Photo by Nick Wong

As businesses move to re-open, hotels continue to struggle with the aftershocks of COVID-19. Around the world, civil unrest continues to percolate as protestors, fatigued by the restrictions, are taking to the streets en masse, staging blockades and protests to force governments to end restrictions. And while this happens, the great divide between the vaccinated and the unvaxed grows infinitely larger.

For hoteliers caught in this quagmire, all eyes are on how to re-open safely. The industry is undergoing a transformative period fuelled by the vagaries of the pandemic. But aside from wondering when border restrictions will ease, when travellers will once again feel comfortable travelling and just how long will it take to bring businesses to pre-pandemic levels, hoteliers are being left to wonder where their supply of staff will come from as labour shortages continue to threaten the viability of this industry.

Hoteliers will need to look at short-term solutions while developing long-term strategies — hopefully strengthened by government assistance — to bring the industry back to where it once was and ensure the necessary number of employees to care for guests.

The Great Resignation has altered the face of the industry, as many employees were forced to leave jobs — not necessarily because they wanted to, but, to a large degree, because they had to due to hotel closures. Now, as the industry re-opens, it remains to be seen whether workers will return to hospitality. Undoubtedly, COVID-19 has exacerbated the labour challenges that pre-date the pandemic, but after two years of roller-coaster closures, will hotel companies have the financial resources to compete with other sectors for staff? As Christopher Bloore, president of the Tourism Industry Association of Ontario, recently told me during a podcast interview, “We have to open up the conveyor belt of people that are interested in working in our industry, because we can’t rely on the same group.”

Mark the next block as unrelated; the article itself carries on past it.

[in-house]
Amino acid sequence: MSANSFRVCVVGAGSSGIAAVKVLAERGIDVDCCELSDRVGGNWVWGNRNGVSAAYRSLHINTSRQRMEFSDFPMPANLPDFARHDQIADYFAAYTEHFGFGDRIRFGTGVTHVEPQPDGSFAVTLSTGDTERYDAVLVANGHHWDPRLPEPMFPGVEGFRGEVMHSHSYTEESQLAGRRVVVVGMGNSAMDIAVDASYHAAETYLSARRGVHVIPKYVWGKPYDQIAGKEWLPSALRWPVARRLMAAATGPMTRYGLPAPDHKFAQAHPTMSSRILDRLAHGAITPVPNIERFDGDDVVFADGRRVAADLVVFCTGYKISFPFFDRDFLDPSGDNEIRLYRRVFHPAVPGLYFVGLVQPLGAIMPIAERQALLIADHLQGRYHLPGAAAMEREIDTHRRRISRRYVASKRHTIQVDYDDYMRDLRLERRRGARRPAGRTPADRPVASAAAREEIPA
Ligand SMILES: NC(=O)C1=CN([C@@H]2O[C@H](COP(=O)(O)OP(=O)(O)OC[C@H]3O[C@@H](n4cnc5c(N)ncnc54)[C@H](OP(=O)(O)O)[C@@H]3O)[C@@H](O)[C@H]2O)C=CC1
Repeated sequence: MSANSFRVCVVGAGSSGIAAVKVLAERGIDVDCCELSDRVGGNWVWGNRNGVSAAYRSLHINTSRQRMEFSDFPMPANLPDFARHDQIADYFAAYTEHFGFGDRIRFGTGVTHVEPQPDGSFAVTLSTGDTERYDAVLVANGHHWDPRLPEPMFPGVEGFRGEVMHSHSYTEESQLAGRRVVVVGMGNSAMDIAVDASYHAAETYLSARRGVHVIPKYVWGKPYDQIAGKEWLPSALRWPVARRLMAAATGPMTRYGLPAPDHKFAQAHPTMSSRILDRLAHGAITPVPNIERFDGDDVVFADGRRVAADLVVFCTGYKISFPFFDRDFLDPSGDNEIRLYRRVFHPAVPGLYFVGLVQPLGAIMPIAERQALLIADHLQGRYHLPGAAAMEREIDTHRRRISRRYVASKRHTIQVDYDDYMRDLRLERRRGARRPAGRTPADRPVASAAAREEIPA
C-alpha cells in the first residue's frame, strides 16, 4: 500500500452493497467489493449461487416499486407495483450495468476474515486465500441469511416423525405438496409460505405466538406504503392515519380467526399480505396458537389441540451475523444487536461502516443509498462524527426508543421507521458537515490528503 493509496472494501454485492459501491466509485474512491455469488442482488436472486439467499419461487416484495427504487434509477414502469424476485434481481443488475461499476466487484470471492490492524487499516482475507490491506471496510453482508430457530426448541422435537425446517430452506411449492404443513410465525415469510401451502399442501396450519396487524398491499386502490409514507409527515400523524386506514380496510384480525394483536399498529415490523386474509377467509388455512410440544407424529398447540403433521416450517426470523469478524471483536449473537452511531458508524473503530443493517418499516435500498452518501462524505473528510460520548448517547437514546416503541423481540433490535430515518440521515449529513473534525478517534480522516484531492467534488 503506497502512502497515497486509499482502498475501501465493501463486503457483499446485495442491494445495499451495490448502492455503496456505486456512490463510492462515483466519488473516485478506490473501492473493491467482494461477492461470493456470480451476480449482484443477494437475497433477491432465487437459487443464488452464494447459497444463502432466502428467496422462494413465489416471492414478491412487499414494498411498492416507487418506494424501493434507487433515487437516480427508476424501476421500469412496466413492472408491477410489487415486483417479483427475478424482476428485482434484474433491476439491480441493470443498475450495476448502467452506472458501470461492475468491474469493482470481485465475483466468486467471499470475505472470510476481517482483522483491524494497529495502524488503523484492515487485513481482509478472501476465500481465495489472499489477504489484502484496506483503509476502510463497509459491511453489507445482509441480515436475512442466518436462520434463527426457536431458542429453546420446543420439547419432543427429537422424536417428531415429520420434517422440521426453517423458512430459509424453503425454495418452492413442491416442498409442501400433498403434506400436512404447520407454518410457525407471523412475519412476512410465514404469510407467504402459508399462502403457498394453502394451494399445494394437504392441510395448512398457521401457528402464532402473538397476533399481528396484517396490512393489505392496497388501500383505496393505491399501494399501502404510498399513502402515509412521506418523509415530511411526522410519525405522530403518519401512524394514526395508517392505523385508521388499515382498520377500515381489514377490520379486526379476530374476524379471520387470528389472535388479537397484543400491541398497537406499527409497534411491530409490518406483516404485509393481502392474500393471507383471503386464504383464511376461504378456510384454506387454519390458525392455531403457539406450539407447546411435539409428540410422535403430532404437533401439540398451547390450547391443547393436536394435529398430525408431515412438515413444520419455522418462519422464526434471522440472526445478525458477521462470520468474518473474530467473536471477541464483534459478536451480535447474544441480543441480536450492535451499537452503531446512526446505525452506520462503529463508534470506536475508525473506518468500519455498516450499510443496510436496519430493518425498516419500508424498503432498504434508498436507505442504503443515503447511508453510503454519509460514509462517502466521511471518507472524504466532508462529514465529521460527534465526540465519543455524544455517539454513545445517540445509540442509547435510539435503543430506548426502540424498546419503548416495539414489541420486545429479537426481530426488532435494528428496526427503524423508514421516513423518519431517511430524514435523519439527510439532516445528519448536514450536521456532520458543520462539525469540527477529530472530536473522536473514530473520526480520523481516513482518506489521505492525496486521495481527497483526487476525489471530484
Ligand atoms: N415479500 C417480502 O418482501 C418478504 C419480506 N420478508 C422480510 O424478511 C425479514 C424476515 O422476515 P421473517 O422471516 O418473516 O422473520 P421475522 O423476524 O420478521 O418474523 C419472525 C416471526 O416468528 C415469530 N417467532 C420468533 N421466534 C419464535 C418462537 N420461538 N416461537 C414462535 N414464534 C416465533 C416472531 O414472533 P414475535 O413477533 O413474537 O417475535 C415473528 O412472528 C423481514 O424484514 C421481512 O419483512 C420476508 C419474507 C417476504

To effectively do this will require sound, decisive strategies that will successfully attract all demographics by promoting better pay, realistic hours to ensure a balanced work/life perspective, and a new, more holistic perspective to viewing staff as an integral part of the equation to a company’s success. Some, like Cayley Dow, HR specialist, believe “The most important thing businesses can do to retain employees is to design the right culture.”

As Bloore stressed, to compete successfully with other industries, the industry will need to more effectively sell itself by “dissecting the myths that have plagued it,” by undertaking “reputational repair,” and by highlighting “the opportunities you can’t enjoy anywhere else.”


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